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From birth to the age of three she didn’t say a word. Her parents were worried, but they had nothing to fear, as Ada was busy exploring, observing, and investigating the world around her. “Why?” was her first utterance, and quickly more queries followed. I overheard a conversation between a mother and child at the supermarket a few days ago. The boy was asking why questions, one after the other, and the mother was answering. She asked a question of her own. “Why do you keep asking why?” It’s that beautiful thing called curiosity. Sure, we have our moments when we want to say, “Stop!” and Ada’s parents did too, but they quickly realised that an inquisitive spirit shouldn’t be discouraged. It’s important for kids to know this. There’s still going to be barriers, but if they have Ada’s persistence, nothing will stop them. Ada positivity, her passion and self-belief is what gets her through, keeps her going. She’s a role model for every kid, so are her namesakes, Ada Lovelace and Marie Curie. Ada’s Ideas: The Story of Ada Lovelace, the World's First Computer Programmer, is another must read. I didn’t know this until recently, but Andrea Beaty has a background in Biology and Computer Science. How awesome is that?!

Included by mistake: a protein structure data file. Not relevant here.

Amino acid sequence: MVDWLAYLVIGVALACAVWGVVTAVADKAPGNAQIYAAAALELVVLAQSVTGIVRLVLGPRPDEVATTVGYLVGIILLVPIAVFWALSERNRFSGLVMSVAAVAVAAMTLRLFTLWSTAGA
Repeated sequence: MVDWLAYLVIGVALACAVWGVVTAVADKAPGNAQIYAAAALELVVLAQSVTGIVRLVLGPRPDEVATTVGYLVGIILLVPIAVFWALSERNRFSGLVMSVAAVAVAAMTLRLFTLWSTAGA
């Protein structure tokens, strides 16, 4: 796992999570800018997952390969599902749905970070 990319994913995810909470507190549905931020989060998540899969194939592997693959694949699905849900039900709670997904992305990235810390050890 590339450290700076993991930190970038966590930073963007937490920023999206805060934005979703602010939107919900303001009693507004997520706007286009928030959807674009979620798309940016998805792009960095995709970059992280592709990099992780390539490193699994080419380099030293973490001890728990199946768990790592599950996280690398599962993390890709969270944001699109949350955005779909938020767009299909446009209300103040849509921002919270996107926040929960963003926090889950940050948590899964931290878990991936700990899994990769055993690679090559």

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To be featured here, share a book that celebrates #mightygirlsinkidlit and tag #kidlitpicks. For more recommendations, head to the accounts in our MIGHTY GIRLS introductory post.